Americans like to think of themselves as generous people. Often, the numbers back that up, such as Giving USA’s recent report that revealed Americans gave a record $373.3 billion to charity in 2015.
But as impressive as that sum seems, most people still struggle with the stingier side of human nature, putting their own material wants first and considering charitable giving only as an afterthought. That’s the “me generation.” And kids are growing up seeing that as the norm.
“Most parents are well-intentioned. But in our quest to be good parents, we give our kids more and more and more,” said Greg Baumer.
The good news, say Greg Baumer and John Cortines, co-authors of the new book, “God and Money: How We Discovered True Riches at Harvard Business School,” is that while greed is a widespread human characteristic, so is generosity. The co-authors met in a men’s Bible study group at Harvard, where they were confronted with a topic that would change the rest of their lives: As young Christians with sky-high earnings potential, what should they plan to do with their money?
Banner and Cortines took a hard look at Bible passages and became convinced that their own hearts were full of greed — and that they needed to change and challenge the views of mainstream America, and even of many Christian commentators.
But is possible to encourage our kids to become more generous and to escape the “me generation”?
LifeZette spoke with Baumer — who thinks it is.
Question: Why do people only seem to think of themselves when it comes to money today?
Answer: The fact that our society is so rich makes behaving faithfully when it comes to money very difficult. The Apostle Paul says the love of money is the root of all evil. To me, that implies our hearts are naturally very susceptible to the corrosive influence of money. Not that money itself is bad — it is not — but our hearts have a hard time handling it well.
Q: Should we be concerned that the mindset of adults is affecting our kids?
A: Absolutely. I think most parents are well-intentioned. But in our quest to be good parents, we give our kids more — and more — and more. Most children do not receive a strong education on the appropriate attitude toward wealth and generosity.
Q: Are kids growing up to only think of themselves, too?
A: I actually think the millennial generation and their young kids are potentially less selfish than prior generations. The problem I see with young people today is not that they think only of themselves, but rather that “acceptance at any cost” has become their Number 1 value or moral guide point, rather than biblical teaching. To me, that is a very serious, but different, problem.
Q: What can parents do to stop this mindset?
“Understanding God’s teaching on the subject is a critical first step to a life spent in joyful generosity rather than unsatisfying greed. The second category is basic financial management.”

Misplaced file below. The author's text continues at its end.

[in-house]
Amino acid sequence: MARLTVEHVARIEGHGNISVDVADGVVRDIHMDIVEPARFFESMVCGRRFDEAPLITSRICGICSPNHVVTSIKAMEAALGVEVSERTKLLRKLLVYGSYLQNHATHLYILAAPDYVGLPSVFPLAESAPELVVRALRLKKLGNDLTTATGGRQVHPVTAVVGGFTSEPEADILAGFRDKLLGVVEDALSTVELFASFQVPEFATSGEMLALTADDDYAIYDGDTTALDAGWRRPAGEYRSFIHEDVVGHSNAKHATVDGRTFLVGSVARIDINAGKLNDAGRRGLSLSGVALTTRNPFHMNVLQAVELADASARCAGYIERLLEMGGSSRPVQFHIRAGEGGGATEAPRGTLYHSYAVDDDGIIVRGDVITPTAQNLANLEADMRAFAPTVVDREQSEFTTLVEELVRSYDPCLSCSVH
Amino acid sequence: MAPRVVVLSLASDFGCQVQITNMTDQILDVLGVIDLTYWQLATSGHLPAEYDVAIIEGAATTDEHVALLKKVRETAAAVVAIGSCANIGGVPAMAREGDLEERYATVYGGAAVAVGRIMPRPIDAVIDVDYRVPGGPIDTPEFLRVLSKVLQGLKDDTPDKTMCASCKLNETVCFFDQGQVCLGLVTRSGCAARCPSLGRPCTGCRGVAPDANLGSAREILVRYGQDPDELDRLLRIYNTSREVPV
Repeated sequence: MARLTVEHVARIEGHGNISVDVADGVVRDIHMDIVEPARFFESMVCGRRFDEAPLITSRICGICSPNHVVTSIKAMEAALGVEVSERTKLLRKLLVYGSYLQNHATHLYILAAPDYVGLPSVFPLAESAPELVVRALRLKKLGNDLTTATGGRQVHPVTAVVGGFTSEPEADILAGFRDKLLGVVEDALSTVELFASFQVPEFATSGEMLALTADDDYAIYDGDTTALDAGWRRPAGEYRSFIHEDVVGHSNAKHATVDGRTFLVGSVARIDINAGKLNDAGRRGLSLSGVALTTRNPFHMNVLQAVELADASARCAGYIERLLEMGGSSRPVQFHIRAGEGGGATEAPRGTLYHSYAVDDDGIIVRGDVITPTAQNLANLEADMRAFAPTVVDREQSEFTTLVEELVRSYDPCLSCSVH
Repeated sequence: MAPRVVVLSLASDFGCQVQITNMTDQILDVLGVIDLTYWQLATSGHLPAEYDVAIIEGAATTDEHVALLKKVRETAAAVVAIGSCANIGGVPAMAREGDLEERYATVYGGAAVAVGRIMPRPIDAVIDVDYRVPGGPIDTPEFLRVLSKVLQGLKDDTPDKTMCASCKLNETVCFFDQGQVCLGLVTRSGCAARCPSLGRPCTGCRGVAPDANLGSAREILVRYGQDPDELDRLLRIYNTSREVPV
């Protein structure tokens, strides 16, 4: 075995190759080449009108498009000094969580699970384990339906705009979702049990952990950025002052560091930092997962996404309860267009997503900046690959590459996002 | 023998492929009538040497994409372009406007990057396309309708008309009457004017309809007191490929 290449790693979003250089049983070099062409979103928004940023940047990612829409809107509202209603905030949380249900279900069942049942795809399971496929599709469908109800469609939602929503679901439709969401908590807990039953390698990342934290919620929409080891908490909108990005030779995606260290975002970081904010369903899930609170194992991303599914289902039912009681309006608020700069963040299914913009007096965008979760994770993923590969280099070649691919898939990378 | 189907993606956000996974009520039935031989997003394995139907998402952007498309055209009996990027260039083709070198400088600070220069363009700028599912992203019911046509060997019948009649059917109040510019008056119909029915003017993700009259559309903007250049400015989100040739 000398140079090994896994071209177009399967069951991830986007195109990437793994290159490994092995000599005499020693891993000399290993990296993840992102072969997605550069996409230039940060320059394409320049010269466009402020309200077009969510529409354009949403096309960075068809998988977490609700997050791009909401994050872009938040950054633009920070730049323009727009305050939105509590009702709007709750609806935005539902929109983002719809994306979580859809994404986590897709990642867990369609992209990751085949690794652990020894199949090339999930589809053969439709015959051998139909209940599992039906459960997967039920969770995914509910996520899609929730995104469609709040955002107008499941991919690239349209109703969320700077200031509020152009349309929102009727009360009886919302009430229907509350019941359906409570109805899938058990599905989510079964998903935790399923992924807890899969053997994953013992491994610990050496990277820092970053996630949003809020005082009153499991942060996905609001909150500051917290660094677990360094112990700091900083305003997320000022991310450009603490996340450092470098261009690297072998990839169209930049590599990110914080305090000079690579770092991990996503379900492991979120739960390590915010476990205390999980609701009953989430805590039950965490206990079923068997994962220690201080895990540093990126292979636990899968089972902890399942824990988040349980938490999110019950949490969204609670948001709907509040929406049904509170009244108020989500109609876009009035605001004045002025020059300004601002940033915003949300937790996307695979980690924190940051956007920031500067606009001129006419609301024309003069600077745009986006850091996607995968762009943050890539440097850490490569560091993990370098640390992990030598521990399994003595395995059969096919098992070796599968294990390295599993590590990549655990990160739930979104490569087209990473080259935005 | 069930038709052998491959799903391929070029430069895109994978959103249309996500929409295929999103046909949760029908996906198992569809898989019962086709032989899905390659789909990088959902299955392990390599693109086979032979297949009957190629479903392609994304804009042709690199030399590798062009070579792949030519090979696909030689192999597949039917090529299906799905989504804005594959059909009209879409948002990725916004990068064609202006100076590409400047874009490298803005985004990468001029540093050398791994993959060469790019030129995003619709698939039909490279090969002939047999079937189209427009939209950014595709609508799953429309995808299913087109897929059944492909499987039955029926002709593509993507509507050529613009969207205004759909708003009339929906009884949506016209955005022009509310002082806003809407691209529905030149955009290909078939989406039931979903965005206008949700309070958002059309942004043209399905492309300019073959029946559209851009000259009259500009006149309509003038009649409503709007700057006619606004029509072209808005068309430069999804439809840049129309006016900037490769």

A: It all starts with a strong, foundational education in the values of Jesus Christ. With respect to money in particular, I’m a big advocate of consistently taking kids outside their local context to serve those in need. This helps them understand how fortunate they truly are, and builds their “servanthood muscles.”
Q: Should you talk about your finances with your kids?
A: Yes. Parents do not need to share their annual income or net worth, but I do think it is important for kids to see their parents being generous. So talk about your giving, and give in a way they can see. I also think it is good to talk about some of the trade-offs you’re making in order to give more.
Q: What kind of perspective can your kids gain when talking about money?
A: Kids can gain wisdom in two primary categories from talking about family finances. First, and most important, is a strong education on what the Bible says about money. Understanding God’s teaching on the subject is a critical first step to a life spent in joyful generosity rather than unsatisfying greed. The second category is basic financial management. We must teach our children how to save, spend, and give wisely from a young age.
Q: How can parents set a good example when it comes to greed?
A: First, affirm that true happiness does not come from material possessions. Most parents say this to their children — but then they themselves constantly think about the next house renovation or new car. So live in a way that clearly displays contentment, and derive your joy from family and faith, rather than stuff. Second, display constant gratitude to God for the blessings your family does have. Saying out loud that everything we have comes from Christ, and is more than enough to meet our needs, can be very powerful. Finally, regularly find opportunities for your children to understand how fortunate they truly are.
Q: What are some simple steps parents can take to encourage their kids to be more generous and giving?
A: I’ve always liked Randy Alcorn’s strategy the best. He gave his daughters three jars — one for spending, one for savings, and one for giving. Any time they received money — from allowance, the tooth fairy, birthdays, etc. — they put 10 percent in the giving jar, 10 percent in the savings jar, and the other 80 percent could be allocated however they saw fit. The key was that the girls could move money from “spending” to “saving” or “giving” and from “saving” to “giving” — but never the other way around. So they learned that giving and saving always come first, and that giving and saving are more important than spending.